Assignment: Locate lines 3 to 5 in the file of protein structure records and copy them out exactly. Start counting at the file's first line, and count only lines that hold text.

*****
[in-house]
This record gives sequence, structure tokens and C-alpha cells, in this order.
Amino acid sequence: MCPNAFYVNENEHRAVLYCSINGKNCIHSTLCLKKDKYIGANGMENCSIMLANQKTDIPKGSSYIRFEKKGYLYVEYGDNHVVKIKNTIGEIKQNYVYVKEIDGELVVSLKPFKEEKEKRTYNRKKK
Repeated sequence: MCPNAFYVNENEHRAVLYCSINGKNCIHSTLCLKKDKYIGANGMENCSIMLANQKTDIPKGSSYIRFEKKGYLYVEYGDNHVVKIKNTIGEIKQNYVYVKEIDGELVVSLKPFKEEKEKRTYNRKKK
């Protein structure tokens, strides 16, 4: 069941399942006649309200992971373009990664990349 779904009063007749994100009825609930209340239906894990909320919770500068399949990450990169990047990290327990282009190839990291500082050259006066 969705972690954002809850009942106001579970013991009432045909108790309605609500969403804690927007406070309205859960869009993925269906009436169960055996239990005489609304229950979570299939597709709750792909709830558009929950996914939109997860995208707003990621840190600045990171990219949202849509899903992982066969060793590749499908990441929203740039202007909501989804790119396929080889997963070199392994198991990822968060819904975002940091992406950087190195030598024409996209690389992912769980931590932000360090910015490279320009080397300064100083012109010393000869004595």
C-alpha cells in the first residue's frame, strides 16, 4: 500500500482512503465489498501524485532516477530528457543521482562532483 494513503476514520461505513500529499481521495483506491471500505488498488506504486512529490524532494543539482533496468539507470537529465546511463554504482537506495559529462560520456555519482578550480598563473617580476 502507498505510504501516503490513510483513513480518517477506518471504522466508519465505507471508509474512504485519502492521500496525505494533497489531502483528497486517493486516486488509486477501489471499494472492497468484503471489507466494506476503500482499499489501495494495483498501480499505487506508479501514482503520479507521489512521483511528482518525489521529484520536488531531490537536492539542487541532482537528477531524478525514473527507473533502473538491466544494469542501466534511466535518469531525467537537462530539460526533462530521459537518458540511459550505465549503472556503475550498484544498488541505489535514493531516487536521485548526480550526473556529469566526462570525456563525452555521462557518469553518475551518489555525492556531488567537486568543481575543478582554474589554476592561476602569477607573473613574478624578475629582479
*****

Amino acid sequence: MCPNAFYVNENEHRAVLYCSINGKNCIHSTLCLKKDKYIGANGMENCSIMLANQKTDIPKGSSYIRFEKKGYLYVEYGDNHVVKIKNTIGEIKQNYVYVKEIDGELVVSLKPFKEEKEKRTYNRKKK
Repeated sequence: MCPNAFYVNENEHRAVLYCSINGKNCIHSTLCLKKDKYIGANGMENCSIMLANQKTDIPKGSSYIRFEKKGYLYVEYGDNHVVKIKNTIGEIKQNYVYVKEIDGELVVSLKPFKEEKEKRTYNRKKK
């Protein structure tokens, strides 16, 4: 069941399942006649309200992971373009990664990349 779904009063007749994100009825609930209340239906894990909320919770500068399949990450990169990047990290327990282009190839990291500082050259006066 969705972690954002809850009942106001579970013991009432045909108790309605609500969403804690927007406070309205859960869009993925269906009436169960055996239990005489609304229950979570299939597709709750792909709830558009929950996914939109997860995208707003990621840190600045990171990219949202849509899903992982066969060793590749499908990441929203740039202007909501989804790119396929080889997963070199392994198991990822968060819904975002940091992406950087190195030598024409996209690389992912769980931590932000360090910015490279320009080397300064100083012109010393000869004595």